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We were out at the Shore again recently. It felt quaintly pornographic to slip down the alley to our anonymous little otherworld. I hit the buzzer and an earth-colored man pokes his head out of the window overhead, looking a little perplexed, and buzzes us in. A piece of paper taped inside the door has the rates for four hours, twleve hours and overnight. On the second floor landing he asks with a Russian accent, “How long you stay?” We tell him, and begin to follow him up the next flight but he puts his hand out and says “Stay,” like to a dog. He peers up, and climbs the stairs cautiously. What he was looking out for we had no idea — guy slumped in the hall with a needle hanging out of his arm? Orgy? Weapons bazaar?
He returns, motions us up, and leads us down the dim green hall, past the bathroom, to room 27. There are no rooms towards the ocean. I gave him the room rate plus $20 deposit. It wasn’t a key deposit, because there was no outside lock on the door, just on the inside.
“Could we get a blanket?” asks my girlfriend. It was chilly and there was a wisp of a sheet on the bed. “No.”
“Then how about two more sheets?” I ask. He looks down at the floor, walks off, and returns with a sheet and velour bedspread with a huge print of a lion’s head. The last time a guy offered us a dirty movie, so I ask, “Hey, could we get a movie?” “No.” I sense a pattern.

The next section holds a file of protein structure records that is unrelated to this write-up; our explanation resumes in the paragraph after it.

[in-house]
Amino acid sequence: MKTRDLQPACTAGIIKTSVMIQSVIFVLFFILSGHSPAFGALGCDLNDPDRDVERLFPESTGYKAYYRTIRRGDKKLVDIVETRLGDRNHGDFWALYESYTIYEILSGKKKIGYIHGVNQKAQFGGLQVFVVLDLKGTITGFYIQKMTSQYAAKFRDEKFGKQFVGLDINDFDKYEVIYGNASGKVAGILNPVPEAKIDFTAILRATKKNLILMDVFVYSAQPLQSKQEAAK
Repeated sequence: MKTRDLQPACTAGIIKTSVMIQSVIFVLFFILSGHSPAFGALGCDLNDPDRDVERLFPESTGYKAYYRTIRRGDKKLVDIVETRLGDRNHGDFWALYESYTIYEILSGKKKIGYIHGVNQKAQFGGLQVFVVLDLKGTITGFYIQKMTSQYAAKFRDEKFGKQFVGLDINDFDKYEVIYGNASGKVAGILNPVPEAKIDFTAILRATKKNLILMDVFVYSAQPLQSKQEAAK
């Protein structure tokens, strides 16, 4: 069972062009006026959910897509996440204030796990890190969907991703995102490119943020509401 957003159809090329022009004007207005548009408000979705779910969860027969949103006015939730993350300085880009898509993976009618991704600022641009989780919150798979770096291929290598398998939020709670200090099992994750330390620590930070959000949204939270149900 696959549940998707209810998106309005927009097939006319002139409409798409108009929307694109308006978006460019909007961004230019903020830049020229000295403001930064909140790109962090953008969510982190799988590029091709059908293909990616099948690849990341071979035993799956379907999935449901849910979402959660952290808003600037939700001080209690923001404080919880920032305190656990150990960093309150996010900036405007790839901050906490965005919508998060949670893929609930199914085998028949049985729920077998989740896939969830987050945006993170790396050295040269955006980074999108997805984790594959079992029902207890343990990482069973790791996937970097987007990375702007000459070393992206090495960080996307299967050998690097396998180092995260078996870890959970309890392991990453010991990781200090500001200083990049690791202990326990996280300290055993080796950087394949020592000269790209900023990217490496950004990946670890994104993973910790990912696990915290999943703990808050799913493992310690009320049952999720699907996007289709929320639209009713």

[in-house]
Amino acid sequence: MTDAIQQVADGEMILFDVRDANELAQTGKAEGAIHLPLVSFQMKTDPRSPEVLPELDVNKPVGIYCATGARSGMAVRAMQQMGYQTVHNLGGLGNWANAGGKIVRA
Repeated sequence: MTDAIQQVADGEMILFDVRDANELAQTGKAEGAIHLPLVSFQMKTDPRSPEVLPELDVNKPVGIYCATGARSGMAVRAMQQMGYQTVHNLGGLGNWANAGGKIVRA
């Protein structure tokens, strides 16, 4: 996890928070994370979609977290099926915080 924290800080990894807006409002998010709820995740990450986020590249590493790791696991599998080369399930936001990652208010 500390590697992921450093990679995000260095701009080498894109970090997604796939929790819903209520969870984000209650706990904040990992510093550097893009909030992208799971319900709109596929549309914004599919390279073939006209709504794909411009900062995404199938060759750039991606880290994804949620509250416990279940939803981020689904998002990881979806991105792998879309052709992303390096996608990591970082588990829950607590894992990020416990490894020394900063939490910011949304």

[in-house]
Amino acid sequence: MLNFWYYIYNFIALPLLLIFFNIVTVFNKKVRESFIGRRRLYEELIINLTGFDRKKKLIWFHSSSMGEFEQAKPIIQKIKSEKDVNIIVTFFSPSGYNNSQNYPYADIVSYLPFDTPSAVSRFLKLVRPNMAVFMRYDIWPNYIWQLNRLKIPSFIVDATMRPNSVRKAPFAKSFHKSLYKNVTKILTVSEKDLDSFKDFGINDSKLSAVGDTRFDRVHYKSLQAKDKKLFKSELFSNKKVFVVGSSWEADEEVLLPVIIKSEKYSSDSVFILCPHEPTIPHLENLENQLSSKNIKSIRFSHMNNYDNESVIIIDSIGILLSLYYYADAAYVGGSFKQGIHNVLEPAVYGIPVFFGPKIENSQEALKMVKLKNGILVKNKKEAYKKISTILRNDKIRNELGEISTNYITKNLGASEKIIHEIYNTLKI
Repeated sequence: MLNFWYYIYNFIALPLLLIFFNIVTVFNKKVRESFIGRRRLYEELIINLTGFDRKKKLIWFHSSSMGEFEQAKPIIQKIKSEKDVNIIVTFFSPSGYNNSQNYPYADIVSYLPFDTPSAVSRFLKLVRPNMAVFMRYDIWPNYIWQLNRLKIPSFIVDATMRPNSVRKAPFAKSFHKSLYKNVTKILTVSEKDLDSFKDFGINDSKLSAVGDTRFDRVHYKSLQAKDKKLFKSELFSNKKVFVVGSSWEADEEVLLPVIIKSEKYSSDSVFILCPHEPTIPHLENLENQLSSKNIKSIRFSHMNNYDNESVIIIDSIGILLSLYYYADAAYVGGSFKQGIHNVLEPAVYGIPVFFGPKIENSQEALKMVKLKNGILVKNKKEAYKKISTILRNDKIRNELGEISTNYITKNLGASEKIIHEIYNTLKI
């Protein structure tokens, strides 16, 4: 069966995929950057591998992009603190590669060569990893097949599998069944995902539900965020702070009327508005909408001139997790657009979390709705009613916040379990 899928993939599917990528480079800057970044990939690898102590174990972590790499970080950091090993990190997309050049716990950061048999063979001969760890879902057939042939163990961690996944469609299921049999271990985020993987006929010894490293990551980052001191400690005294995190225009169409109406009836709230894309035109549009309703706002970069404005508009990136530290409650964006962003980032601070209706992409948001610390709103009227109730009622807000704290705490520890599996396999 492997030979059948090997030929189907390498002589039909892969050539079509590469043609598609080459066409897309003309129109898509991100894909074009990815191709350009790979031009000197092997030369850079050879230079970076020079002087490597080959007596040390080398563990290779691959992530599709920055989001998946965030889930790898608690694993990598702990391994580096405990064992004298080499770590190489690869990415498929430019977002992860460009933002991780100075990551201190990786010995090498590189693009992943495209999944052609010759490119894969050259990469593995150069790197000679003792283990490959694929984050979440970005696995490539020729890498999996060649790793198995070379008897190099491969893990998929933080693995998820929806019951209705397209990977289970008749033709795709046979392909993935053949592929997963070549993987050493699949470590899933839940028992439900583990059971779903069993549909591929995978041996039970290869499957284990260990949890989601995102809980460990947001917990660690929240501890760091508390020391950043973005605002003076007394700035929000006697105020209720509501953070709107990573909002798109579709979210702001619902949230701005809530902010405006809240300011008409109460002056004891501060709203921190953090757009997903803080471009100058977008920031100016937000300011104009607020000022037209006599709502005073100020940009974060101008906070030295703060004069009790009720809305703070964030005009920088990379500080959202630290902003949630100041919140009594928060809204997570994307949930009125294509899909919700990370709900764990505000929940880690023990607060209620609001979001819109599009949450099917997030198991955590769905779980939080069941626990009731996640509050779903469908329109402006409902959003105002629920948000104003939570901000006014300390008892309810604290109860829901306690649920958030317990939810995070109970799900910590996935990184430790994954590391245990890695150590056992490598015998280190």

“Really? Last time the guy offered us a movie.”
“I go see. Five dollars.
I lock the door and we fall on the bed. We dig it here, it’s got a little sink, the bed is big enough, and we have the car-bang clatter and shout of Surf Avenue one storey below for a soundtrack — all we’re missing is a flickering neon sign out the window. Our stingy friend knocks on the door, hands me a tape and leaves. “I guess that’s part of the service,” she says. “They even pick out the tape for you.” I turned it over. Just Black Cumshots.
You can only romanticize the photogenic decay of Coney Island for so long. Weed lots are neither economic development nor natural refuge, and most residents I talked to don’t harbor nostalgia for Coney’s recent past. But real estate scandal and misguided land use is as much of its history as fun and fires, and there’s an air of skepticism about the huge makeover plan announced not long ago by the Coney Island Development Corporation, a combination of city officials and “business and community leaders,” as it says on the site. Will those who toughed it out here for years be forced out to make way for a centrally planned tourist zone?
Coney, for most of its life, has been New York’s playground, done New York style, with an organic jumble of mom-and-pop businesses, fantastical projects from local eccentrics with big dreams, and an appeal to every whim and neurosis of the ultimate urban culture. The city’s “summer safety valve,” as Maxim Gorky once called it, thrived when it served the city’s need for stimulation both wholesome and otherwise, from the big players as well as the quirky small concessioners.